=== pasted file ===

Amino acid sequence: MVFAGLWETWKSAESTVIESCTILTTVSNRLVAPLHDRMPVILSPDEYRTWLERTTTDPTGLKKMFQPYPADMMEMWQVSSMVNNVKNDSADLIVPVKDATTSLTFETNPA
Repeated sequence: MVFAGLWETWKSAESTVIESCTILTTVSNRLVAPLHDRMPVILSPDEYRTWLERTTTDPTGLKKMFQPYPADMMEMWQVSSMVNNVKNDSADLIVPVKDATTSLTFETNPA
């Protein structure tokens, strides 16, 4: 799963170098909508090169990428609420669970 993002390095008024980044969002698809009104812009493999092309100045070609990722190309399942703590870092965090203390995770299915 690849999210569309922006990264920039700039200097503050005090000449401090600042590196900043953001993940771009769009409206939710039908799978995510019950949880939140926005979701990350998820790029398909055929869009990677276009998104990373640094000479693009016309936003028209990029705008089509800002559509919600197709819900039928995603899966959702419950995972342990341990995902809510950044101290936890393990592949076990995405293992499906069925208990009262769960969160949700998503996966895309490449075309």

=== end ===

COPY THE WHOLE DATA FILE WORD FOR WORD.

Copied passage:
Amino acid sequence: MVFAGLWETWKSAESTVIESCTILTTVSNRLVAPLHDRMPVILSPDEYRTWLERTTTDPTGLKKMFQPYPADMMEMWQVSSMVNNVKNDSADLIVPVKDATTSLTFETNPA
Repeated sequence: MVFAGLWETWKSAESTVIESCTILTTVSNRLVAPLHDRMPVILSPDEYRTWLERTTTDPTGLKKMFQPYPADMMEMWQVSSMVNNVKNDSADLIVPVKDATTSLTFETNPA
């Protein structure tokens, strides 16, 4: 799963170098909508090169990428609420669970 993002390095008024980044969002698809009104812009493999092309100045070609990722190309399942703590870092965090203390995770299915 690849999210569309922006990264920039700039200097503050005090000449401090600042590196900043953001993940771009769009409206939710039908799978995510019950949880939140926005979701990350998820790029398909055929869009990677276009998104990373640094000479693009016309936003028209990029705008089509800002559509919600197709819900039928995603899966959702419950995972342990341990995902809510950044101290936890393990592949076990995405293992499906069925208990009262769960969160949700998503996966895309490449075309």